Yesterday, the Los Angeles Angels dealt starting pitcher, Ervin Santana, to the Kansas City Royals. Now the Angels are focused on dealing Dan Haren. The past few seasons Haren has suffered from back issues, and this season he suffered his worst year as a starter. Going into next season is it something that could be fixed, or is Haren's days as a quality starter over?
Since he he began pitching for the Oakland Athletics in 2005, Dan Haren has been of the more underrated pitchers in the game. He doesn't strike a lot of batters out, and can barely hit 90 MPH. That doesn't mean he isn't a good pitcher though.
2008 was a breakout year for Haren, during which he posted 6.5 WAR and established himself as one of the best pitchers in baseball. In fact, since that time he's arguably been a top 10 pitcher in baseball:
Since 2008 he's ranked eighth in overall fWAR, with a total of 24.7. It's even more impressive since he had a down year, and only managed 1.8 WAR in 2012. Like I previously mentioned, Haren isn't a big strikeout pitcher, and in this group he ranks towards the bottom half. On the other hand he has excellent control, and his 4.5 BB% ranks third overall.
The question though is how could Haren go from one of the best starting pitchers in baseball, to one of the worst?
Haren saw some numbers go in the wrong direction in 2012. His strikeout percentage dropped by one percent, but was still average to above average. His walk percentage saw an increase, but it was still excellent. Two concerning numbers were the uptick in his HR/FB%, as well as his decrease in groundballs. 2011 was arguably Haren's best season, and during that season his HR/FB% was 7.5%. According to FanGraphs, that's considered a great number.
Looking at this year we can see Haren saw his HR/FB% skyrocket to 12.8%. FanGraphs tells us that's an awful number, and it certainly didn't help Haren's success. In 2009, Haren also saw a high HR/FB% number, but he was striking out batters over 24% of the time.
Haren also gave up fewer groundballs this year, which in turn became flyballs. That certainly didn't help his success either.
In this particular chart there are three things that Haren didn't do so well in. Typically he saw his O-Swing% (outside of zone swing%) sit above 32%, but last year it dipped under 30% for the first time. The past couple seasons he also saw his swing% sit between 47-48%, but in 2012 it was at 45%. It's worth noting that from 2008-2009 it was also around 45% so that may not be all that concerning.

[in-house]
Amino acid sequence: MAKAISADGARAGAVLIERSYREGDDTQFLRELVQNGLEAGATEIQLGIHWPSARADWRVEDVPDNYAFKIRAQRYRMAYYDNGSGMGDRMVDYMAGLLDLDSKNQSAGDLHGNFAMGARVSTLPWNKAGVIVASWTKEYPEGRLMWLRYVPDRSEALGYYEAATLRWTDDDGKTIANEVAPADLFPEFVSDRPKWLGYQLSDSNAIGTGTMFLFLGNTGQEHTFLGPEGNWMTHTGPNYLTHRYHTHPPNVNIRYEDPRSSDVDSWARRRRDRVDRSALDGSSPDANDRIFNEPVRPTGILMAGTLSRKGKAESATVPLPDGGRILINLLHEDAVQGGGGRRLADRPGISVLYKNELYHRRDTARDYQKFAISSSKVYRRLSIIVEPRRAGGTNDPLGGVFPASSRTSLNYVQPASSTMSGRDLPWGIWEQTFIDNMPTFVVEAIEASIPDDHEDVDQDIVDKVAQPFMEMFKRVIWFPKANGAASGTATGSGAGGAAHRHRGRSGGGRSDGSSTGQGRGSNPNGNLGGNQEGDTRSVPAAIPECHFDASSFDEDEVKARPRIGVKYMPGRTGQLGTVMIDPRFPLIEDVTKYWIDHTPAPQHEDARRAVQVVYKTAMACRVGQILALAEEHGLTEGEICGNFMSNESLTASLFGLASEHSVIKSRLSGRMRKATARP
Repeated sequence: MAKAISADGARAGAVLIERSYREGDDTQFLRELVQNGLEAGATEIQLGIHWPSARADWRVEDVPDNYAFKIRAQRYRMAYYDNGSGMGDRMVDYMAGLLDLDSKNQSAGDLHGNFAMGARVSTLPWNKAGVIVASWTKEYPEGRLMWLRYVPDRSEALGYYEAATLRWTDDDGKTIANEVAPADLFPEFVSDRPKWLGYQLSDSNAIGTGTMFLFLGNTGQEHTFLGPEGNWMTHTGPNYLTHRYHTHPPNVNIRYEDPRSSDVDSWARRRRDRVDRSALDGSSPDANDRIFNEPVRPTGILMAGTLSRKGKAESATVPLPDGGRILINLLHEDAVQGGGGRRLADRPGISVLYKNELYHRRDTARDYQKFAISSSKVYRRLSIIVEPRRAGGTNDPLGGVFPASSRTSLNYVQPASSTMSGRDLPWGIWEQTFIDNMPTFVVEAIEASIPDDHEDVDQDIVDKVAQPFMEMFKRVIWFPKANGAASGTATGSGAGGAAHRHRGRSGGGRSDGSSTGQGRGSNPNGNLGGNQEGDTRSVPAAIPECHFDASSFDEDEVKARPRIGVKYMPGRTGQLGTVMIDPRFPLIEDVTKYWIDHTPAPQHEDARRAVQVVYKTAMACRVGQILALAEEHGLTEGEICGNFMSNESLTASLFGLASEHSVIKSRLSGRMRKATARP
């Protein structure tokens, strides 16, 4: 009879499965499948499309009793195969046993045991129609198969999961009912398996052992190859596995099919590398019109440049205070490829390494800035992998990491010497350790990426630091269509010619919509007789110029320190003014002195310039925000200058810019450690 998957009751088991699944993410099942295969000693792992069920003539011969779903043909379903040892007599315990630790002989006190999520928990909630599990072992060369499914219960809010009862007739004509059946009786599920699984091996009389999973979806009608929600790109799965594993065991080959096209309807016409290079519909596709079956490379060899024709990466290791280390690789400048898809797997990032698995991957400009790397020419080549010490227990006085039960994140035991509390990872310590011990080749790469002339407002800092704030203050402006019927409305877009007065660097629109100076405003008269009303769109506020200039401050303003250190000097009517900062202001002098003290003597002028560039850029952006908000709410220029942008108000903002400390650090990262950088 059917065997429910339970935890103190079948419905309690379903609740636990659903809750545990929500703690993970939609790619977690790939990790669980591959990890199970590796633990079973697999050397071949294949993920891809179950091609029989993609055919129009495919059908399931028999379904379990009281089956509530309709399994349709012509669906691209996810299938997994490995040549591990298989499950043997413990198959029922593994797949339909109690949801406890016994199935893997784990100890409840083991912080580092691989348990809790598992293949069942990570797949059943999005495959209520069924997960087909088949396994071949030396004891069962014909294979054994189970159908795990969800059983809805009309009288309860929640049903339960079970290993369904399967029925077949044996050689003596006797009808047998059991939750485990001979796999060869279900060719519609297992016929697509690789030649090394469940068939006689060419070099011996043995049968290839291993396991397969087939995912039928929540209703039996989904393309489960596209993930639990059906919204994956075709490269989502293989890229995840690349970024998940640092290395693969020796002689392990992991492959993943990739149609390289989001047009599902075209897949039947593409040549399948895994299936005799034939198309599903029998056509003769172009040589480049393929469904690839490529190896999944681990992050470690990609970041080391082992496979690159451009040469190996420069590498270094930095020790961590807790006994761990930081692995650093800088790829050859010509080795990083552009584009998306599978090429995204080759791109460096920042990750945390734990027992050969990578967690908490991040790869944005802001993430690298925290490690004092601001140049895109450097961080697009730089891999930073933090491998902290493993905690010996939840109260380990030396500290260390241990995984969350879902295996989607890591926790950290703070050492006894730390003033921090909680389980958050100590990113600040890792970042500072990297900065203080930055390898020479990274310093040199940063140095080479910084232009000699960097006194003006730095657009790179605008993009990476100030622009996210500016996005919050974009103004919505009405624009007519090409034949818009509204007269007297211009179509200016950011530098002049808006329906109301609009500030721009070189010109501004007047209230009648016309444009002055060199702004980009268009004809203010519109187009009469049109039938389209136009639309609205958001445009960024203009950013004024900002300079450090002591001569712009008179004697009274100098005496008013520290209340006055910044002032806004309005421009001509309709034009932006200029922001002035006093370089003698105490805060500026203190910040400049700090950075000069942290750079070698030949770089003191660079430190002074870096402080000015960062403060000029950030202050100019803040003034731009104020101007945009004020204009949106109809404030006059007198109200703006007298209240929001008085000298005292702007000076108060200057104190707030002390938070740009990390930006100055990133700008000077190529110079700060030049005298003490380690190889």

Lastly, he saw a drop in his SwStrk% (swinging strike%). During his best years it was generally around 9-10%. From 2008-2012 league average SwStrk% hovered around 13-14%, so 8% is not a very good number. For what it's worth, I am using the pitchF/X plate discipline values.
Now for the fun stuff, Haren's pitchF/X data.
Haren did see some interesting changes with his pitch usages this past year. Like I've said, 2011 was arguably his best season as a starter, and during that season he exclusively featured his cutter. This season he used his sinker more than last year, but didn't get the results. It's interesting though, because from 2008-2010 he used his sinker a lot more, and was still successful. Haren did suffer from back issues this year though, so that could be a big factor as to why he struggled.
One thing that immediately stuck out when I saw this chart is that none of his Haren's pitches yielded positive results in 2010. His fastball was his weakest pitch, costing -.75 runs for every 100 fastballs thrown. Since league average tends to be round +1.5 to -1.5 runs per 100 pitches, we can't say Haren's results were terrible that year.
2011 was an all new ballgame though. He saw great results with his cutter, as well as his curveball. He saved over 1 run per 100 pitches with each pitch, but saw poorer results with his splitter. In 2012 he didn't see one pitch return positive results, but unlike 2010 he was not good.
It's tough to say what his best pitch is though, because in 2008 his cutter wasn't very good, but the next year it was unusually great. It's possible this type of stuff varies year to year, maybe that's something that I can look at down the line.
Since 2008 Dan Haren has averaged 4.98 fWAR per season. This season he had a down year, and more than anything I think his injury was the main culprit. There many teams that could use a guy like him, and a few teams that I could see taking a run at him are the Boston Red Sox and the Minnesota Twins.
I think the Twins could be a sleeper team, because they desperately need pitching. This may not seem like a move they'd make, but they have some nice pieces in their farm system, and the Angels just might find someone that they like.
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